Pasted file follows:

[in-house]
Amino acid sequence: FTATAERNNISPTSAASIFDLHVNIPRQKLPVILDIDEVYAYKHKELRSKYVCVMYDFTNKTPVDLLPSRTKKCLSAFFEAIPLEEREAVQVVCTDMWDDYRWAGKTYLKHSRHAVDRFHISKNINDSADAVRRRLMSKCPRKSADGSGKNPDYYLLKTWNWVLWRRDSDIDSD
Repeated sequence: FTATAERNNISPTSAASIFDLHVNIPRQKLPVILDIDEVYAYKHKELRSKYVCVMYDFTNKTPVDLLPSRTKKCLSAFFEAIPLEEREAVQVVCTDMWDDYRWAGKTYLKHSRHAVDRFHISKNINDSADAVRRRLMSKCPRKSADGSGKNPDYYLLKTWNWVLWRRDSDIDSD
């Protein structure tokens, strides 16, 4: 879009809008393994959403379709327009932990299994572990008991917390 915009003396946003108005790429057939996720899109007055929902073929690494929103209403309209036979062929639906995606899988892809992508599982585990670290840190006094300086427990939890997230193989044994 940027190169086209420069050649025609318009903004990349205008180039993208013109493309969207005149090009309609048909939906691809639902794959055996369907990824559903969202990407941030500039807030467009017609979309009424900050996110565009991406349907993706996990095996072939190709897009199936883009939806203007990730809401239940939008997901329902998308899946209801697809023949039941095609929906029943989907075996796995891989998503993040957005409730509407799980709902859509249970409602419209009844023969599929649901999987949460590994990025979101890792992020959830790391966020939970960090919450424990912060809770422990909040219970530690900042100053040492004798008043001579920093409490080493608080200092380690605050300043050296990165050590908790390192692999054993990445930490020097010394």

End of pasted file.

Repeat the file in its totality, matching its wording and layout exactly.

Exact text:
[in-house]
Amino acid sequence: FTATAERNNISPTSAASIFDLHVNIPRQKLPVILDIDEVYAYKHKELRSKYVCVMYDFTNKTPVDLLPSRTKKCLSAFFEAIPLEEREAVQVVCTDMWDDYRWAGKTYLKHSRHAVDRFHISKNINDSADAVRRRLMSKCPRKSADGSGKNPDYYLLKTWNWVLWRRDSDIDSD
Repeated sequence: FTATAERNNISPTSAASIFDLHVNIPRQKLPVILDIDEVYAYKHKELRSKYVCVMYDFTNKTPVDLLPSRTKKCLSAFFEAIPLEEREAVQVVCTDMWDDYRWAGKTYLKHSRHAVDRFHISKNINDSADAVRRRLMSKCPRKSADGSGKNPDYYLLKTWNWVLWRRDSDIDSD
């Protein structure tokens, strides 16, 4: 879009809008393994959403379709327009932990299994572990008991917390 915009003396946003108005790429057939996720899109007055929902073929690494929103209403309209036979062929639906995606899988892809992508599982585990670290840190006094300086427990939890997230193989044994 940027190169086209420069050649025609318009903004990349205008180039993208013109493309969207005149090009309609048909939906691809639902794959055996369907990824559903969202990407941030500039807030467009017609979309009424900050996110565009991406349907993706996990095996072939190709897009199936883009939806203007990730809401239940939008997901329902998308899946209801697809023949039941095609929906029943989907075996796995891989998503993040957005409730509407799980709902859509249970409602419209009844023969599929649901999987949460590994990025979101890792992020959830790391966020939970960090919450424990912060809770422990909040219970530690900042100053040492004798008043001579920093409490080493608080200092380690605050300043050296990165050590908790390192692999054993990445930490020097010394």